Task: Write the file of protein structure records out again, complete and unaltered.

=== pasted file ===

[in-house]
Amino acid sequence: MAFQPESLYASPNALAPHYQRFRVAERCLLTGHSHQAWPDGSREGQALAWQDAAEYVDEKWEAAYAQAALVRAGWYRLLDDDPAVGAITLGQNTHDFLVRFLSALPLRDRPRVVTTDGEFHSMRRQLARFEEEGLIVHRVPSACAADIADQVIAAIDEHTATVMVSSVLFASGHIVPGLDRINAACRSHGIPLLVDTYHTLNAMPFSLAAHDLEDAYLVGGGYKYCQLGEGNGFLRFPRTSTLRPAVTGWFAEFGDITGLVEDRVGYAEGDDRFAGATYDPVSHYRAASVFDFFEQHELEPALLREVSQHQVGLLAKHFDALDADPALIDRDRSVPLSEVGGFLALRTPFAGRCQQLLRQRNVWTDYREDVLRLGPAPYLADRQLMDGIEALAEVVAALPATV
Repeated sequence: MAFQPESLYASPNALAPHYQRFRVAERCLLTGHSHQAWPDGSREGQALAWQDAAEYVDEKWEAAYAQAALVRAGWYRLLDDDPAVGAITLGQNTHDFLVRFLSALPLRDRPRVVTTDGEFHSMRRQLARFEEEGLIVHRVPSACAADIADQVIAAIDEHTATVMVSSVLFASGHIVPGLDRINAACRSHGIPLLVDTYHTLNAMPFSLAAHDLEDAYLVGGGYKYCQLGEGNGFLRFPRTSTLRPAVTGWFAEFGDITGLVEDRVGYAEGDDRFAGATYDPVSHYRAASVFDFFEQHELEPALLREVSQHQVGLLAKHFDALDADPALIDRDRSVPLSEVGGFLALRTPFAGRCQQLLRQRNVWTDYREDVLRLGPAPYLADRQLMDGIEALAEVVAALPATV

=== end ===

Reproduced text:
[in-house]
Amino acid sequence: MAFQPESLYASPNALAPHYQRFRVAERCLLTGHSHQAWPDGSREGQALAWQDAAEYVDEKWEAAYAQAALVRAGWYRLLDDDPAVGAITLGQNTHDFLVRFLSALPLRDRPRVVTTDGEFHSMRRQLARFEEEGLIVHRVPSACAADIADQVIAAIDEHTATVMVSSVLFASGHIVPGLDRINAACRSHGIPLLVDTYHTLNAMPFSLAAHDLEDAYLVGGGYKYCQLGEGNGFLRFPRTSTLRPAVTGWFAEFGDITGLVEDRVGYAEGDDRFAGATYDPVSHYRAASVFDFFEQHELEPALLREVSQHQVGLLAKHFDALDADPALIDRDRSVPLSEVGGFLALRTPFAGRCQQLLRQRNVWTDYREDVLRLGPAPYLADRQLMDGIEALAEVVAALPATV
Repeated sequence: MAFQPESLYASPNALAPHYQRFRVAERCLLTGHSHQAWPDGSREGQALAWQDAAEYVDEKWEAAYAQAALVRAGWYRLLDDDPAVGAITLGQNTHDFLVRFLSALPLRDRPRVVTTDGEFHSMRRQLARFEEEGLIVHRVPSACAADIADQVIAAIDEHTATVMVSSVLFASGHIVPGLDRINAACRSHGIPLLVDTYHTLNAMPFSLAAHDLEDAYLVGGGYKYCQLGEGNGFLRFPRTSTLRPAVTGWFAEFGDITGLVEDRVGYAEGDDRFAGATYDPVSHYRAASVFDFFEQHELEPALLREVSQHQVGLLAKHFDALDADPALIDRDRSVPLSEVGGFLALRTPFAGRCQQLLRQRNVWTDYREDVLRLGPAPYLADRQLMDGIEALAEVVAALPATV